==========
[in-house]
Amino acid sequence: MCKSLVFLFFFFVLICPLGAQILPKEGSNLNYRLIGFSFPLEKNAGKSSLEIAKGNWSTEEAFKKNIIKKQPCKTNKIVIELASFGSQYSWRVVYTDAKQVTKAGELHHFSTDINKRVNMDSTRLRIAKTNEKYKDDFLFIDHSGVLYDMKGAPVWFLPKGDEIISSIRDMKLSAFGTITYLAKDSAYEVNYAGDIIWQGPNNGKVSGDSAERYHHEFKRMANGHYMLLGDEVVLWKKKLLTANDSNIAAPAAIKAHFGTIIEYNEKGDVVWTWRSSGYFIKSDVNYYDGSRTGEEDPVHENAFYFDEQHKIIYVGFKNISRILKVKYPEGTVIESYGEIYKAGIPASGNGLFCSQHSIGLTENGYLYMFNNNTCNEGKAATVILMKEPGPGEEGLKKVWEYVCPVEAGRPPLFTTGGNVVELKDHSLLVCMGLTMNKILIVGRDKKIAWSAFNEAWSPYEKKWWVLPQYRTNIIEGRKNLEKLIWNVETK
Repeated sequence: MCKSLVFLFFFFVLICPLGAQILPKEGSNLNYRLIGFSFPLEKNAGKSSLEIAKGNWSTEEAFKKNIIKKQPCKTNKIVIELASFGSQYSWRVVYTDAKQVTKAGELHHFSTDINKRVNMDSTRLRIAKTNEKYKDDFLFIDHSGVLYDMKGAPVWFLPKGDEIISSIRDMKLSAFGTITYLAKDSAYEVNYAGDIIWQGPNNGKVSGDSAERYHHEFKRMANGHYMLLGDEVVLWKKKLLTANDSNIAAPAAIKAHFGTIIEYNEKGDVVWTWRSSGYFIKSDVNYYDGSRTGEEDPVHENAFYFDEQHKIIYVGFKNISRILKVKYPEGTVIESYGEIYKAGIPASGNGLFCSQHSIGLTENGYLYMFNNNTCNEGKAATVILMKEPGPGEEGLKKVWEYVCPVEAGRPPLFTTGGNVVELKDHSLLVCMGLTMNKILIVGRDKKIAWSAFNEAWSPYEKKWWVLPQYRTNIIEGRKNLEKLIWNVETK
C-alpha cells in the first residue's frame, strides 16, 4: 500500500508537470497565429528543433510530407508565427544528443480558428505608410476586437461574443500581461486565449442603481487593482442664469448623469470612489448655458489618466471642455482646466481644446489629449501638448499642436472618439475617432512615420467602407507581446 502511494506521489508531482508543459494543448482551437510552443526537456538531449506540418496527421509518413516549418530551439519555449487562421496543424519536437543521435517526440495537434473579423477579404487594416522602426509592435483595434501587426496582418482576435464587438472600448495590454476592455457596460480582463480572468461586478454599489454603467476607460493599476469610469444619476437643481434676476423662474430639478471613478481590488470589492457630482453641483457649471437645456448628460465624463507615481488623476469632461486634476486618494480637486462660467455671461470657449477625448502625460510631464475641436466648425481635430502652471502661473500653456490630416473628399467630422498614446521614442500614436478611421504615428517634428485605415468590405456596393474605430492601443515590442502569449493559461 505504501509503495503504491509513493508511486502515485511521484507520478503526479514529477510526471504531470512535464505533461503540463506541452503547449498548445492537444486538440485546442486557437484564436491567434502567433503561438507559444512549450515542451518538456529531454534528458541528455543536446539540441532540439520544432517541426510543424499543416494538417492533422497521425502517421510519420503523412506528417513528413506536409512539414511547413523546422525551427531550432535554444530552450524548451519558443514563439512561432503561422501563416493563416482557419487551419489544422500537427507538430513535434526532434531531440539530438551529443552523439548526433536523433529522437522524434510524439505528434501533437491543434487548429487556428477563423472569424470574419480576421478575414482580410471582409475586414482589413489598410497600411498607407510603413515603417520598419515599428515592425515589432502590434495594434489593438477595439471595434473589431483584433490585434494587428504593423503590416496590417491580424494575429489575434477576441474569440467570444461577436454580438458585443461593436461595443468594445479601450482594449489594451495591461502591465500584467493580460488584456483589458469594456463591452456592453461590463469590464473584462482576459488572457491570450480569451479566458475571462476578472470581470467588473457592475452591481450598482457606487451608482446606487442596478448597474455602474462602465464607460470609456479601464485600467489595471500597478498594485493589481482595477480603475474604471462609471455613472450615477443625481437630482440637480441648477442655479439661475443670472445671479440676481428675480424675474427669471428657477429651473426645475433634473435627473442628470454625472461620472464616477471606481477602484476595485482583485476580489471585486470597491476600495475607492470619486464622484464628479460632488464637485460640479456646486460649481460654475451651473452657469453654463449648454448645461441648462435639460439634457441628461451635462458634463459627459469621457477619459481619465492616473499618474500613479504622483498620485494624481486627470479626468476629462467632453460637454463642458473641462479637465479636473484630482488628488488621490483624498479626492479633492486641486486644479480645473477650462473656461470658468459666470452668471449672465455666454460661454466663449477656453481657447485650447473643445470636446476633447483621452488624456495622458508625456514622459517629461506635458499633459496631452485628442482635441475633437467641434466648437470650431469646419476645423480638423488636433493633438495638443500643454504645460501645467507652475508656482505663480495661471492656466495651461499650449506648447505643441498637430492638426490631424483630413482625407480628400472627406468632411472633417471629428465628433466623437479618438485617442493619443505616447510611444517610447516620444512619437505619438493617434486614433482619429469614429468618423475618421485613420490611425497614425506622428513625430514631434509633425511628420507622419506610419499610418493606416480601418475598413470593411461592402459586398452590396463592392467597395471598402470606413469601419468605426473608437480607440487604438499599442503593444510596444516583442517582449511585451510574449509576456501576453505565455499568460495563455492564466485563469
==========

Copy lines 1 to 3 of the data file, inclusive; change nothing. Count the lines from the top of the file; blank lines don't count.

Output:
[in-house]
Amino acid sequence: MCKSLVFLFFFFVLICPLGAQILPKEGSNLNYRLIGFSFPLEKNAGKSSLEIAKGNWSTEEAFKKNIIKKQPCKTNKIVIELASFGSQYSWRVVYTDAKQVTKAGELHHFSTDINKRVNMDSTRLRIAKTNEKYKDDFLFIDHSGVLYDMKGAPVWFLPKGDEIISSIRDMKLSAFGTITYLAKDSAYEVNYAGDIIWQGPNNGKVSGDSAERYHHEFKRMANGHYMLLGDEVVLWKKKLLTANDSNIAAPAAIKAHFGTIIEYNEKGDVVWTWRSSGYFIKSDVNYYDGSRTGEEDPVHENAFYFDEQHKIIYVGFKNISRILKVKYPEGTVIESYGEIYKAGIPASGNGLFCSQHSIGLTENGYLYMFNNNTCNEGKAATVILMKEPGPGEEGLKKVWEYVCPVEAGRPPLFTTGGNVVELKDHSLLVCMGLTMNKILIVGRDKKIAWSAFNEAWSPYEKKWWVLPQYRTNIIEGRKNLEKLIWNVETK
Repeated sequence: MCKSLVFLFFFFVLICPLGAQILPKEGSNLNYRLIGFSFPLEKNAGKSSLEIAKGNWSTEEAFKKNIIKKQPCKTNKIVIELASFGSQYSWRVVYTDAKQVTKAGELHHFSTDINKRVNMDSTRLRIAKTNEKYKDDFLFIDHSGVLYDMKGAPVWFLPKGDEIISSIRDMKLSAFGTITYLAKDSAYEVNYAGDIIWQGPNNGKVSGDSAERYHHEFKRMANGHYMLLGDEVVLWKKKLLTANDSNIAAPAAIKAHFGTIIEYNEKGDVVWTWRSSGYFIKSDVNYYDGSRTGEEDPVHENAFYFDEQHKIIYVGFKNISRILKVKYPEGTVIESYGEIYKAGIPASGNGLFCSQHSIGLTENGYLYMFNNNTCNEGKAATVILMKEPGPGEEGLKKVWEYVCPVEAGRPPLFTTGGNVVELKDHSLLVCMGLTMNKILIVGRDKKIAWSAFNEAWSPYEKKWWVLPQYRTNIIEGRKNLEKLIWNVETK